Sweeney Todd at the Center for Performing Arts

Attend the tale of

Sweeney Todd The Demon Barber of Fleet Street

For this Excursion we traveled to Denver's Buell Theatre to catch what has been described as maybe the most dark and horrifying musical ever written, Stephen Sondheim's "Sweeney Todd, the Demon Barber of Fleet Street."

Why, you ask? Who wouldn't drive four hours to watch a tuneless, well-crafted musical with morbidly fascinating characters, and far-reaching moral issues — BESIDES, "Sweeney Todd" is about a man who slits people's throats and bakes them into meat pies. Who wouldn't want to watch?

How can a show like that NOT be terribly interesting? It may not suit everyone's tastes (Hahahahhahha!!!!!!), but it is definitely twisted and certainly revels in creepiness. You like dark meat? You'll like Sweeney Todd.

The stark set design creates the atmosphere for terror and darkness. Nothing but the necessities: a cast of 11 singers, present the demon barber's tale of revenge in the traditional opera "face-forward" style, with little interaction or even eye contact between actors. It's an intentional emotional disconnect. Something I've never seen before. Also, the actors provide their own musical accompaniment in lieu of a pit orchestra. So while there is little interaction between the actors, it was countered by a passionate musical fury we get to see, and hear that is part of the action. Something else I haven't experienced.

The stage setting is nonspecific. At times it seems like an old Victorian psych ward, other times maybe a thrift shop. The actors sit in chairs forming a square on a raised wooden platform taking up only a portion of the center stage. The primary set piece is a coffin that also serves as a table, a judge's bench, and the deadly barber's chair. Throughout the actors play various percussion, horn and stringed instruments, moving into the flow of the action when they have lyrics to sing, then return to place, all the while maintaining stern looks on their faces. They never leave the stage. Maybe they are trapped themselves. I couldn't decide whether this is some feverish dream or inmates of the asylum acting out the story.

The opening scene is appropriately chilling and moody, with cast members singing about a world gone mad and of the terrible deeds to come by a madman seeking gory revenge. The stage as set suggests an asylum, with a young man in a straightjacket, surrounded by actors in white lab coats. He sings the show's opening words – "Attend the tale of Sweeney Todd."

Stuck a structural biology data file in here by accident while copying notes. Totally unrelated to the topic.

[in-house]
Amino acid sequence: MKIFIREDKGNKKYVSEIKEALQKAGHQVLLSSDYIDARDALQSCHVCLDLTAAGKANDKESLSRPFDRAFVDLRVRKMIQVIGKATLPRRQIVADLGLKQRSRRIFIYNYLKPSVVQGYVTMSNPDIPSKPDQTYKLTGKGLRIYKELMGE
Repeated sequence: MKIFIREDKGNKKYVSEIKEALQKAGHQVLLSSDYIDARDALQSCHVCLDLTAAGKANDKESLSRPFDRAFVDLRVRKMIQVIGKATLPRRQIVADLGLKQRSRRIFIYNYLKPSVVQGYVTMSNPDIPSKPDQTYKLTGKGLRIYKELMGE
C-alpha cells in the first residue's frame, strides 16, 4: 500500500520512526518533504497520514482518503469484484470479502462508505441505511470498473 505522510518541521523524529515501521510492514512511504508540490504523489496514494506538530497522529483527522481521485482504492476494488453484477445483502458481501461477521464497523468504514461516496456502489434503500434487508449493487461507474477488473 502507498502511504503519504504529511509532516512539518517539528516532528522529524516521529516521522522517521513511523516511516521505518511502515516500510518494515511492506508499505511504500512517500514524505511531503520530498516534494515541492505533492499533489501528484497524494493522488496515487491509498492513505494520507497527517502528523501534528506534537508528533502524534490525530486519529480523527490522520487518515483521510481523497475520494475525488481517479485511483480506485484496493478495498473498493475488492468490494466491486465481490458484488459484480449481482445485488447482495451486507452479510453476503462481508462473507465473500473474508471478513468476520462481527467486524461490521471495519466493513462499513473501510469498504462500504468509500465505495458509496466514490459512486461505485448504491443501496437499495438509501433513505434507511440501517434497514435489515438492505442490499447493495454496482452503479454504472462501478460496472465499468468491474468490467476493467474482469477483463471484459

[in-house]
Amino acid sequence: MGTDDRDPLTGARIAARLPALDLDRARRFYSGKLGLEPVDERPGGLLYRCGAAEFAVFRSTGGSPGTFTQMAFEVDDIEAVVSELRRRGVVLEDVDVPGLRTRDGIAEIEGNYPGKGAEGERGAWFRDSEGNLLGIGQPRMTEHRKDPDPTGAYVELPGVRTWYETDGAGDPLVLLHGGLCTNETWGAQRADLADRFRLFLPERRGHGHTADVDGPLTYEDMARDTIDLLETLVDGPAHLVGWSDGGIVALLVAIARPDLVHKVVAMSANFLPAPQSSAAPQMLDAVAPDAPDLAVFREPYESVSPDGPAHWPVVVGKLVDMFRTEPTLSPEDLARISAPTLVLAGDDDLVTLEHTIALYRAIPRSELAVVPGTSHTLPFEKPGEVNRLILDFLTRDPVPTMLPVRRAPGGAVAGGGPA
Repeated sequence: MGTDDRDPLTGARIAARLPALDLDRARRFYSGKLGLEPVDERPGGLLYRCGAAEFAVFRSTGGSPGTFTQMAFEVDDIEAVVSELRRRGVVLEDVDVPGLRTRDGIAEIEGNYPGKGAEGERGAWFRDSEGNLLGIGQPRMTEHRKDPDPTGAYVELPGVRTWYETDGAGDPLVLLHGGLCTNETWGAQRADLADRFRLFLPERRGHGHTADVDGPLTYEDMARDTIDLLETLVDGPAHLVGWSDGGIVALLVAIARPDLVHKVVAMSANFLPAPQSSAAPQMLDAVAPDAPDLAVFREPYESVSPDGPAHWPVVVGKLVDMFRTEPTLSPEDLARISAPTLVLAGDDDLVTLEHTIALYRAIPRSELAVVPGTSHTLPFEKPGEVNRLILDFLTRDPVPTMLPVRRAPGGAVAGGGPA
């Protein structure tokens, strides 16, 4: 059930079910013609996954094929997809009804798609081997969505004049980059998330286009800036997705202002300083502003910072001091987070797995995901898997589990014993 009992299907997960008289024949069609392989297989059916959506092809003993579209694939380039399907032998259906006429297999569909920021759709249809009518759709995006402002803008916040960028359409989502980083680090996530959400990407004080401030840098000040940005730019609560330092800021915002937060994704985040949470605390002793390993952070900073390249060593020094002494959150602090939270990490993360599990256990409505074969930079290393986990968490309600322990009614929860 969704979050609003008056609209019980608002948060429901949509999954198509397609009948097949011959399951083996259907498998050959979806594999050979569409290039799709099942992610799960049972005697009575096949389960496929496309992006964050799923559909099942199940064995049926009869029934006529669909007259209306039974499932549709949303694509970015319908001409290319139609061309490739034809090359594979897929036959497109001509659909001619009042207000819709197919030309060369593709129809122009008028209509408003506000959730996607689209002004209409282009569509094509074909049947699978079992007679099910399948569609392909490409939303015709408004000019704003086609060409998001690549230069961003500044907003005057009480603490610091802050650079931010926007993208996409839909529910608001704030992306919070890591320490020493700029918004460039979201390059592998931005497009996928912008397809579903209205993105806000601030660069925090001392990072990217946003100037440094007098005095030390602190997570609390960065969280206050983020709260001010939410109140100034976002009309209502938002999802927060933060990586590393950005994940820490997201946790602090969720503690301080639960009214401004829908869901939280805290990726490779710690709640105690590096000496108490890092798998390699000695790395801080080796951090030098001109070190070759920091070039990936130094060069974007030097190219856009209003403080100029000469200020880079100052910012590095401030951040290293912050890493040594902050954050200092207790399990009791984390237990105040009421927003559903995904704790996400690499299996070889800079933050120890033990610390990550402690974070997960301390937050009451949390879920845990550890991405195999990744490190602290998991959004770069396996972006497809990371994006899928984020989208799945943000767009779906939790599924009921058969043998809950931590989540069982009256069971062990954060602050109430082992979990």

Sweeney Todd is introduced having just escaped prison on a trumped-up charge, and he is looking for revenge against the man who stole his wife, drove her to suicide, and who now has custody of Todd's daughter, Johanna. Sweeney meets up with Mrs. Lovett a plump, shrill woman who makes the worst meat pies in London and she wants to help him. The stage is set for revenge and twisted darkness when the "evil" Judge Turpin and his smarmy toady, the Beadle are introduced. But it takes a while for things to really get moving.

The show gets bogged waaaay down about 30 minutes into the first act, and doesn't recover until just before intermission. The whole first act is too heavy. Things manage to keep moving throughout the second act, but that slow stretch at the beginning tends to sit in your stomach like one of Mrs. Lovett's bad meat pies. Still, too much obsessive brooding. I found myself wishing Todd would just get on with it and start killing people.

Another thing. It seemed to me that Sweeney Todd was too evil and not a very sympathetic character. In turn Judge Turpin, who is SUPPOSED to be all evil and non-sympathetic, didn't seem so bad, just a self centered, self-indulgent, pervert. This plus the emotional banishment style of the play makes the climax, when Todd finally gets his revenge on the Judge, go by with a mere shrug of the emotional shoulders, and the whole thing kind of collapses on itself.

I could have lived without the recurring train whistle that made me want to reach for my own razor. While I like theatrical musicals, I'm not fond of operatic scores. I find it difficult to understand the lyrics, and thus the dialogue, which makes the back-story and current story a bit unexplained. Also, the staging is all musical, not action. I found that distracting.

Even with all my qualms I liked this play. The cast was excellent and energetic, with gleefully wicked enthusiasm, bouncing around and singing killing and dying. The deaths, of which there are many, range from the comical to the graphic. I loved the concept staging, and left with an enormous appreciation for the artistry and musicianship of the actors. Obviously, this little Barber Shop of horrors is not for everyone, but definitely worth seeing.

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